1. tall order, but we have to create the market, in order to enter it, only then wil the lady readers return

      1. actually that’s one advantage men have here. Women read books by both men and women, although increasingly women. I read the occasional crime novel by women (often to regret it) but generally men don’t read much chick lit for obvious reasons

    2. E-books by-pass the publishing establishment altogether. There’s an online virtual ‘clearing house’ of sorts, but I can’t at present recall the site.

    3. I agree…it’s dominated by females. But that’s what so great about today and technology. You no longer need those large publishers to reach the many readers. And, if it’s good it will sell (or at least people will read it).
      It’s similar to the way recording artists can now distribute their work and let the audience be the judge (not the large agencies).

    4. I totally agree that with free self-publishing in the e-world, this need never happen. No fiction has to languish in obscurity. It can always find a market online. After all, even that piece of shit 50 Shades of Grey that nobody would publish found an audience online. if trash like than can find an audience then the good stuff will never languish unread.

  10. I really agree with this. Its something that has worried me for a long time. Men are withdrawing from the humanities and the social, into more ‘autistic’ realms (however important they may be) and their mental life is suffering. The ‘dialogical’ voice of literature starts in the individual mind. That requires men to feel they can speak honestly and with integrity about the world about them. As doors keep closing in the mansion of that mind men are locking themselves into a single voiceless room. The great works of fiction are largely male (although there are good books by women as well), and they are also arguably the works that have best succeeded in portraying the drama of the human soul, of politics and history. Those aren’t necessarily subjects that will have books flying off the shelves at your local supermarket literature section. Its a damn shame that literature is now being dictated by the lowest common denominators, particularly by people especially women who want to see the drab minutiae of their lives and relationships represented in literature, or just want their egos massaged in unimaginative escapism.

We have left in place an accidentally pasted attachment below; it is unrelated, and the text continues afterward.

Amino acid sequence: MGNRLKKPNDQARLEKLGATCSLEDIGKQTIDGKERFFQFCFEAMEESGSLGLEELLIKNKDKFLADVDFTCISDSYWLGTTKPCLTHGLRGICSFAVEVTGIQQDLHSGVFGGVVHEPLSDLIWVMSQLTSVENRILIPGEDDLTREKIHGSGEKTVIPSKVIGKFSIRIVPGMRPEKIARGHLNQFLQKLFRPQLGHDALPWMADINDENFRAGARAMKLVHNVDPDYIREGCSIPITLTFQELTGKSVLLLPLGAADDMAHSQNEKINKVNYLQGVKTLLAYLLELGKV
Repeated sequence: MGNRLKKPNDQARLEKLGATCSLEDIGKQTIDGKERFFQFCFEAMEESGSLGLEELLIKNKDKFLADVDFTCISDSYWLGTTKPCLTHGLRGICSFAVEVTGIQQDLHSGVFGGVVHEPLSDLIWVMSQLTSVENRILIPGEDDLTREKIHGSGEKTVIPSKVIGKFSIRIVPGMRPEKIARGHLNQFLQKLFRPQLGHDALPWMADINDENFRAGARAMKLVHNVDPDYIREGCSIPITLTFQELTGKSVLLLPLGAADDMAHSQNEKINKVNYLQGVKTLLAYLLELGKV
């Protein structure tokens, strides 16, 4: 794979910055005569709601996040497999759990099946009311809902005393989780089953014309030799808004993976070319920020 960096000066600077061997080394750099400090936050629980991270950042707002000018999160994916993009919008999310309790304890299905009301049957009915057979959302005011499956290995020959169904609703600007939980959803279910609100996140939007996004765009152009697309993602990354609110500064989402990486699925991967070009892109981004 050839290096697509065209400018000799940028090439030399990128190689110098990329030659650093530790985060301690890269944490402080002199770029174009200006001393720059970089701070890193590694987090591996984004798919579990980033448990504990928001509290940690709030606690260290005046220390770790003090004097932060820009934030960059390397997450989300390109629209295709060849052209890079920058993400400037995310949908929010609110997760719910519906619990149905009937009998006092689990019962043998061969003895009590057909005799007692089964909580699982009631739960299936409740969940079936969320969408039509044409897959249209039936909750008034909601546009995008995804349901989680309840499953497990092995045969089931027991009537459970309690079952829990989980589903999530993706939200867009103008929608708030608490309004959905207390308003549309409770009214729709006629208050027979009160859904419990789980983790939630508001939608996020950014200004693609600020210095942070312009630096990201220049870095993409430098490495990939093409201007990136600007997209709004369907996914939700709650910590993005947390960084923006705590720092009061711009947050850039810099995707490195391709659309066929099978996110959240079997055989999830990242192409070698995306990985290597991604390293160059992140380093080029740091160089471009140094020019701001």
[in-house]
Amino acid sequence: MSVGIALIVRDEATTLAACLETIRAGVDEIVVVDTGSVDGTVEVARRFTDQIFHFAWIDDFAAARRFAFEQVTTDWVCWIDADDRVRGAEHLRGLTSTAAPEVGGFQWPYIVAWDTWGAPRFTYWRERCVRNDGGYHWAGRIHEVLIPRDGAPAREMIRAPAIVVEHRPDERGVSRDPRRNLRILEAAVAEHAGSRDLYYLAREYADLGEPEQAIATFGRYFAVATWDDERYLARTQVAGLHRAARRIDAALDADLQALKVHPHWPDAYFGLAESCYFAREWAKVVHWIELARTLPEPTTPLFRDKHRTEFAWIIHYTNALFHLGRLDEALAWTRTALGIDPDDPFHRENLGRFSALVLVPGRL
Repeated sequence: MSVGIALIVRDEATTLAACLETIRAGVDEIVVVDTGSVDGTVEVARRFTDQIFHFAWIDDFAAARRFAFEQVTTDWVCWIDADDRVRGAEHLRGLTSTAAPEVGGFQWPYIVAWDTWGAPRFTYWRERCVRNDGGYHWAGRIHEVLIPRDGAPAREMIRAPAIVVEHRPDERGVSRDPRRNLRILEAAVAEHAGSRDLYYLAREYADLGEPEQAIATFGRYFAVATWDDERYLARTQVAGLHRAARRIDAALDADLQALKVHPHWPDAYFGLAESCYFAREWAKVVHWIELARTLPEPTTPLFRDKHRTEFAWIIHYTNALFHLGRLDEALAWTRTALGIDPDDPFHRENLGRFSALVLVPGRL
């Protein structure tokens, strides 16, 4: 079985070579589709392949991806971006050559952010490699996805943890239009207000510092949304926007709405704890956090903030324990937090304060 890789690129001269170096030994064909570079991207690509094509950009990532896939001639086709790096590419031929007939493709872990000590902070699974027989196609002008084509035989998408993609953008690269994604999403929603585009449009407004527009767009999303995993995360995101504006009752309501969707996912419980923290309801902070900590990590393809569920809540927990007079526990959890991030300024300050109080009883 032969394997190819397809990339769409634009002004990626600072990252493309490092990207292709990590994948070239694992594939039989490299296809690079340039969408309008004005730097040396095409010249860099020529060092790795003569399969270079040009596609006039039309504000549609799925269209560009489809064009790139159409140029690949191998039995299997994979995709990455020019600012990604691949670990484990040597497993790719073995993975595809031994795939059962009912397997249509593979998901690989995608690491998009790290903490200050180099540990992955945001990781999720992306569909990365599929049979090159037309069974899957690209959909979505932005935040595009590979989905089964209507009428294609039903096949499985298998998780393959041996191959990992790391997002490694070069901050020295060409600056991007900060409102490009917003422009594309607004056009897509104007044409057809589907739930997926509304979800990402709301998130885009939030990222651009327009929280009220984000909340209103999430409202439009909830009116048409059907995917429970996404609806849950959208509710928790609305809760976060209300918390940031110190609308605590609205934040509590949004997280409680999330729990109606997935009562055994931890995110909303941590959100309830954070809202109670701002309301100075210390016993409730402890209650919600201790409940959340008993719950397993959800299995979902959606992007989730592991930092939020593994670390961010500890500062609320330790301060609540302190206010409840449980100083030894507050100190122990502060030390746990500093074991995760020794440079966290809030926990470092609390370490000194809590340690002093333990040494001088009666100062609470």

In UK the orange prize (now bailey prize or something) was established precisely because of the indignity that women were the majority of consumers of literature but the minority of writers. So there is nothing accidental about this decline. Its a concerted effort to marginalise the already too successful. The great author, the great artist, etc have been the targets all along, for progressives and leftist literary critics and as elsewhere they have largely succeeded at great cost to civilization. Men recede from areas where they can’t get to the top easily, where the prizes are being withdrawn, literally in the case of women only prizes.
    The focus on the politically incorrect aspect of these novels is important I think. If men are to reclaim their rightful place in literature it will I think be by doing two things: providing them with an outlet for expressing thoughts that are not strictly permissible or correct, and getting back to literature that is actually intellectually stimulating, not just good writing (as in the above examples) but also which also demonstrates the play of big ideas. Where in modern literature is there something like the tale of the grand inquisitor in Dostoyevsky?
    The only interesting male writer I’ve read in years has been Houellebecq who has great ideas, but is practically a doom and gloom prophet of male obsolescence.
    good work

        1. not that I’m knocking science. There are two parts to being a renaissance man once one can get past CP Snow’s division of the world

        2. I can understand that, but given a limited amount of time, a lot of the mathematically inclined prefer to allocate their time to reading works of technical nature. Many STEM subjects/topics are so extensive, it requires a considerable investment of time to get to a decent level. I doubt if it’s still possible to be a “jack of all trades”.

        3. True, but we need to get the balance right at least. Literature and the humanities are much of what defines culture and its not good to be on the margins of that

    1. To some extent, I think that people in every era looked with disdain on the popular culture of the time. What I wonder is what from our current time will be looked to as groundbreaking. I see Tom Wolfe’s fiction as a pretty good portrait of our (the US) contemporary culture. Some of it is over the top, but it gets to a lot of politically incorrect ideas by showing how people actually act. I think that’s the key; you have to find a way to convey to the reader the ways in which people process their surroundings and express their intentions.